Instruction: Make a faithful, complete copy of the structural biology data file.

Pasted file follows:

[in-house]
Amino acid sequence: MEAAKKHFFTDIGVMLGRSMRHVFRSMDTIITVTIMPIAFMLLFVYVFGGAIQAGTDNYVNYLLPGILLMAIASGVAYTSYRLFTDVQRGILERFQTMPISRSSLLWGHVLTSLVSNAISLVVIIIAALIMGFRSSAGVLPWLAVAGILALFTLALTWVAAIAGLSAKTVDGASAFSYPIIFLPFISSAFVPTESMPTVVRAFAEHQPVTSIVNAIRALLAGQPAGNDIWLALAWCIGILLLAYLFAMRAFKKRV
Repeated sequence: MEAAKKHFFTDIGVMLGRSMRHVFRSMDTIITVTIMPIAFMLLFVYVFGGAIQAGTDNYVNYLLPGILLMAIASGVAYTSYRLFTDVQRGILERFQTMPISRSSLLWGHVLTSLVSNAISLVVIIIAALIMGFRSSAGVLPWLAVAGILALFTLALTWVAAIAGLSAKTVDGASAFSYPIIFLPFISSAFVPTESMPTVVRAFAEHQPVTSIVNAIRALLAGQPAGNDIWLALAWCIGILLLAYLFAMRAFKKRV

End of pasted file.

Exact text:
[in-house]
Amino acid sequence: MEAAKKHFFTDIGVMLGRSMRHVFRSMDTIITVTIMPIAFMLLFVYVFGGAIQAGTDNYVNYLLPGILLMAIASGVAYTSYRLFTDVQRGILERFQTMPISRSSLLWGHVLTSLVSNAISLVVIIIAALIMGFRSSAGVLPWLAVAGILALFTLALTWVAAIAGLSAKTVDGASAFSYPIIFLPFISSAFVPTESMPTVVRAFAEHQPVTSIVNAIRALLAGQPAGNDIWLALAWCIGILLLAYLFAMRAFKKRV
Repeated sequence: MEAAKKHFFTDIGVMLGRSMRHVFRSMDTIITVTIMPIAFMLLFVYVFGGAIQAGTDNYVNYLLPGILLMAIASGVAYTSYRLFTDVQRGILERFQTMPISRSSLLWGHVLTSLVSNAISLVVIIIAALIMGFRSSAGVLPWLAVAGILALFTLALTWVAAIAGLSAKTVDGASAFSYPIIFLPFISSAFVPTESMPTVVRAFAEHQPVTSIVNAIRALLAGQPAGNDIWLALAWCIGILLLAYLFAMRAFKKRV